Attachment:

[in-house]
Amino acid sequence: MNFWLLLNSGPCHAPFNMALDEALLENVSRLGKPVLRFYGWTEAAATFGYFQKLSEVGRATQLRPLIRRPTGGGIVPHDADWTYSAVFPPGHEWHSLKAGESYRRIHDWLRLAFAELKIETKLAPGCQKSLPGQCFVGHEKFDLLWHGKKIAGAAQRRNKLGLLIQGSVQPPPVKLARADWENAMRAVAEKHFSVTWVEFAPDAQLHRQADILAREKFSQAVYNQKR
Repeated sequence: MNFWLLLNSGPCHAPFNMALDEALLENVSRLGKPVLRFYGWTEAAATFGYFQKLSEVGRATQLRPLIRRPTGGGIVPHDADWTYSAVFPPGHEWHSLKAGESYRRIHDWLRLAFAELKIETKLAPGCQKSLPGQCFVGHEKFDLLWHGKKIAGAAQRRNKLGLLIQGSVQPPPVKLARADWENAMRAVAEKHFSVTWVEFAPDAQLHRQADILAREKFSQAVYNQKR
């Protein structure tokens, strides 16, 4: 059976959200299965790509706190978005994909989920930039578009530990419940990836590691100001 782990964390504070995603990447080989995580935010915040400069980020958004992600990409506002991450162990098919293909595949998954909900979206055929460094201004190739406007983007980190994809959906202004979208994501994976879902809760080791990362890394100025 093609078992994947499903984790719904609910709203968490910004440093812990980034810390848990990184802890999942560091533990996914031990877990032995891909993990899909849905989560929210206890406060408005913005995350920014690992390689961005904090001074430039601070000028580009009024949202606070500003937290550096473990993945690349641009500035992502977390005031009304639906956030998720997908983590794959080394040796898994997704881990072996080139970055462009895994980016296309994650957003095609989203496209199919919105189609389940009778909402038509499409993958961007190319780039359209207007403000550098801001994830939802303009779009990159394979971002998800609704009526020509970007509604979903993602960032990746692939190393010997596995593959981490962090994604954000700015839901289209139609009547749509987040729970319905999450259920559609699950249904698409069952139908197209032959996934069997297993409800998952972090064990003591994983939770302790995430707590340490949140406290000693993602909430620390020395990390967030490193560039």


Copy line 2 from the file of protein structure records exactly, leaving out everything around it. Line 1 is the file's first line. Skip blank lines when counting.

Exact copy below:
Amino acid sequence: MNFWLLLNSGPCHAPFNMALDEALLENVSRLGKPVLRFYGWTEAAATFGYFQKLSEVGRATQLRPLIRRPTGGGIVPHDADWTYSAVFPPGHEWHSLKAGESYRRIHDWLRLAFAELKIETKLAPGCQKSLPGQCFVGHEKFDLLWHGKKIAGAAQRRNKLGLLIQGSVQPPPVKLARADWENAMRAVAEKHFSVTWVEFAPDAQLHRQADILAREKFSQAVYNQKR